The 158th anniversary of the fall of Fort Anderson will be commemorated Saturday, Feb. 18, at Brunswick Town/Fort Anderson State Historic Site.
The free activities showing what life was like for soldiers and civilians during the American Civil War are scheduled for 10 a.m.-3 p.m. Visitors will be able to see infantry demonstrations, medical and embalming interpretations, and presentations throughout the day.
From 6-7:30 p.m., visitors can witness a reenactment of the final hours of Fort Anderson during the “Plunging Shot and Screaming Shells” program.
Admission for the evening event is $10 for ages 16 and up when bought in advance online or $15 if purchased at the gate. Ages 15 and under will be admitted free. Tickets purchased in advance online should be shown at the gate to be admitted for the program.
A major pre-Revolutionary port on North Carolina’s Cape Fear River, Brunswick was partially burned during the war and never fully recovered. During the Civil War, Fort Anderson was constructed atop part of the ruins of the town and served as part of the Cape Fear River defenses below Wilmington before the fall of the Confederacy. Colonial foundations dot the present-day tour trail, which crosses the earthworks of the Confederate fort, according to the the Division of State Historic Sites, which oversees Fort Anderson.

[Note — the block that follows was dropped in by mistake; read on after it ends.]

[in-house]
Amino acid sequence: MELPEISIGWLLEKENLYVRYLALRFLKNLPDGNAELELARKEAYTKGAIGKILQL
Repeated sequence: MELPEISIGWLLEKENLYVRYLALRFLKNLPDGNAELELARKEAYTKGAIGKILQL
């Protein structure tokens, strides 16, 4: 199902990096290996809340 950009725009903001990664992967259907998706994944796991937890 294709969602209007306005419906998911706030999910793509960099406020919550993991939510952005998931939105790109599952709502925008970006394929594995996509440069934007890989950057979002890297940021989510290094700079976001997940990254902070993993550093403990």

Today, visitors to the site can see the archaeological ruins of the foundations of the colonial kitchens, home sites and various outbuildings that once stood as a colonial port town, along with the shell of St. Philip’s Anglican Church.
Brunswick Town/Fort Anderson State Historic Site is administered by the Division of State Historic Sites in the state Department of Natural and Cultural Resources.